If only the teeniest little bit at a time.

————–

This memory of 19, and the tween years preceding it, is inspired by Shot@Life, an initiative of the United Nations Foundation which helps get vaccines to kids as a cost-effective way to save lives. Thousands of lives. Every single comment here and on the other Blogust posts about moments that matter, year to year, means one vaccine will be donated so please leave one! Whatever it is you write, no matter how heartfelt or how short and sweet, you’ll have saved a life. Find the other posts and follow the feed on Twitter with #blogust.

And: huge news. Announcing today and beginning September 3 through October 14 (whoo!) Walgreens starts their “Give a Shot. Get a Shot.” campaign. Go there for your flu shot, and they will donate one vaccine to the campaign. Walgreens has committed $500,000 to donate up to 3 million vaccines for those kids who need them most (the pharmacy will have all the details). Because one child dies every 20 seconds from a vaccine-preventable disease and we all know that’s way way too many. Thanks Walgreens, 500,000 times over. You’re doing good.

{418 Comments}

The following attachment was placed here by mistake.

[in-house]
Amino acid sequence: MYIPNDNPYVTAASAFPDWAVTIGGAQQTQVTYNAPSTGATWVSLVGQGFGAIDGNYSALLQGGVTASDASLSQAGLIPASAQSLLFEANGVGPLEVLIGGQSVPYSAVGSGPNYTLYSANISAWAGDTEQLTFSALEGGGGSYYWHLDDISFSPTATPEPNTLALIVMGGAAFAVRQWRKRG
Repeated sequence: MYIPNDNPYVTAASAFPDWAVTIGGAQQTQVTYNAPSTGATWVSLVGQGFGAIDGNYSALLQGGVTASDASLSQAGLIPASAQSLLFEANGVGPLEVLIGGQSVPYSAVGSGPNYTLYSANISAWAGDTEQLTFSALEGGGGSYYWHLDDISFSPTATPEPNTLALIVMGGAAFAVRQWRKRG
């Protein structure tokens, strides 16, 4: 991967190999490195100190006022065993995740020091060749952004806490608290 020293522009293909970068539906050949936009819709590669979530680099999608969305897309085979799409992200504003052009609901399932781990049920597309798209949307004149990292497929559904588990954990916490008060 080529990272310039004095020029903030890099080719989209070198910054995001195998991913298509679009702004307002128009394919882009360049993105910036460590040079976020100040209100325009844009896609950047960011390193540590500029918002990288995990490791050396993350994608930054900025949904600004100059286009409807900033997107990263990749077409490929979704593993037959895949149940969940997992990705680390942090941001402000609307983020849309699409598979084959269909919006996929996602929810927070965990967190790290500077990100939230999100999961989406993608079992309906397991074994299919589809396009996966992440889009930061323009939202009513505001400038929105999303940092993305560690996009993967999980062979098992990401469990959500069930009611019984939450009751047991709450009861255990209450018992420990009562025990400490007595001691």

418 thoughts on “Hey, Nineteen: A post to save lives.”

    1. amazing anecdotes,thank you for sharing. Vaccines are important for development of a poor country.

  1. Oh the memories. You capture them perfectly. So many are similar and yet not. But those first inklings of knowing in your own self that you’re going to turn around alright. 18/19 was that time for me too. And what a phenomenal feeling it is! Fantastic post. Thank you for being a part of this incredible project and in many ways, being its muse. xo

  2. This post was adorable up and down, and one I’m sure your own kids will be thrilled to come across one day.

    Thanks for providing such an easy way to further an important cause.

  3. Loved the post! Is it bad that I don’t have nearly as good a memory as you do? What am I going to tell my daughter about my childhood if I can’t remember most of it!?

  4. At 19, I learned how to eat. No, literally. I broke the chains of the eating disorder that I didn’t know I had and ate enough food to walk the streets of London without fainting, the first time I had eaten that much in my life. At 19, I resolved to stop lying to make other people feel better at the expense of myself and my own soul. At 19, I learned myself.

  5. GREAT post – and I remember you through some of those (and loved seeing the pictures). Oh the things we could tell our younger selves…